Let´s make Shiratama – Japanese cooking

April 12, 2014 Juju Kurihara Cooking, Culture, Foods Tags: 0 Comments

When I was small, I was probably six or seven, we went to my grandparents´ house. My grandma was at the table in the kitchen and kneading some white stuff. I asked, "What are you doing?" She answered but it wasn´t a word I knew. Then she told me to help her. She gave me some chunk of that white thing and told me to make shapes. It was like the clay I played with at the nursery school. I immediately started making a snake, a person or flowers. That was Shiratama (白玉), which I found out much later.

It was very fun to make although I didn´t like the taste of it. In my house, I wasn´t allowed to eat any sugar stuff. Perhaps once in two or three weeks, my father would give me a small piece of chocolate with nuts in it. I had so little access to sweet thing, once I came home from the nursery, found a bottle of cough syrup in a cupboard and drank it all. Just because I remembered it was sweet. A little after my father came home and found me on the floor completely drunk, which made him giggle after so many years. But this is another story.

Anyway, as a child I didn´t like so much sweet taste and even now I prefer dark chocolate than Anko paste. But the other day, I was at a friend´s house and she had just got a pack of Shiratama powder. We decided to make together. Shiratama is similar to mochi but just it doesn´t stretch like mochi does. Still it has a little chewy texture. It´s easy to make. If you have a chance to get shiratama flour, try once.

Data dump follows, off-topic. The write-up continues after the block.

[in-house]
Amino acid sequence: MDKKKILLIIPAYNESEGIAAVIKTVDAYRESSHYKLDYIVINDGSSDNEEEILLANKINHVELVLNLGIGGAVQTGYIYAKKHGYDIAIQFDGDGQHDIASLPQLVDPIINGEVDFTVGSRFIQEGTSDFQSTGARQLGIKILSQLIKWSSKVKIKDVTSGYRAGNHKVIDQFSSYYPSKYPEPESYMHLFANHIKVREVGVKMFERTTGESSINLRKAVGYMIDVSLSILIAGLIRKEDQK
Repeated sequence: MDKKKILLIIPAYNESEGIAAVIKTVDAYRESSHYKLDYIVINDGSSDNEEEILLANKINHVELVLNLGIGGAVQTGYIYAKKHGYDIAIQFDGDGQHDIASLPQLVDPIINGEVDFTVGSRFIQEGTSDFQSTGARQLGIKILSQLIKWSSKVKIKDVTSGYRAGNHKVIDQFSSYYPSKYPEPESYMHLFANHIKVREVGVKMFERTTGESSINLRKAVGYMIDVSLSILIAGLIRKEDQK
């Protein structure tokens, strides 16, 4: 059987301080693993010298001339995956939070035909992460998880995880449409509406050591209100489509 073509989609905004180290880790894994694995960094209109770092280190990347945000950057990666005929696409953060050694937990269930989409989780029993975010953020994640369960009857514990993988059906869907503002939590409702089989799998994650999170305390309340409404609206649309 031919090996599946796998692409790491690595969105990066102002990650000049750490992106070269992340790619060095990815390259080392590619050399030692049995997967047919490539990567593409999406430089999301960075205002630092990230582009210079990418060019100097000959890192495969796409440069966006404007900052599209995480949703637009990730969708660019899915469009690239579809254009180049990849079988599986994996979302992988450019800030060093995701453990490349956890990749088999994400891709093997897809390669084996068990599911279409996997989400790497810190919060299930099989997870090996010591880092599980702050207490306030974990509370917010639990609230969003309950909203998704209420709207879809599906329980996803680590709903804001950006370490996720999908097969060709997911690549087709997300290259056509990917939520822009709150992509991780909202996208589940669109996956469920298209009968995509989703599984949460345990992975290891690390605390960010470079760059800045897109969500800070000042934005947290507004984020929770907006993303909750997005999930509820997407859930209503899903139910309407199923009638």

Ingredients : 

Shiratama powder, nerian (練り餡/ anko paste), kinako (きな粉/ roasted soybean flour).

This time we used shiratama powder contains yomogi (よもぎ/ Japanese mugwort) and that´s why it´s green.

shiratama 1

 

 

First, mix the flour with water. For two people we used 150g of flour and about 100ml of water. Don´t pour the water all at once but little by little while you mix them well until the dough becomes smooth and as hard as the earlobe.

shiratama 4

 

 

 

When it´s mixed well, it looks like this. Just like pasta or biscuit dough. 

shiratama 5

 

 

Then make small balls.

I was told off by my friend by making huge balls. I´m so used to cook for huge guys in the last few years. 

shiratama 6

 

 

 

Cook them in the boiling water. They do look like gnocchi. 

shiratama 8

 

 

 

When they started coming up to the surface of the water, then time exactly one minute. 

shiratama 9

 

 

Exactly one minute after, take them out and place them in the cold water. We didn´t have them but if you do, even better with ice. Leave them until shiratama gets cool down.

shiratama 10

 

 

 

Meantime, you prepare anko. (We just squeezed it out from the pack.) 

shiratama 7

 

 

 

And syrup (mitsu/ 蜜). If you can´t find it, maple syrup may do. 

shirotama 11

 

 

Tataaan! Yomogi shiratama is done!

We also added some strawberries and vanilla ice cream. 

Itadakimasu!

shiratama

 

 

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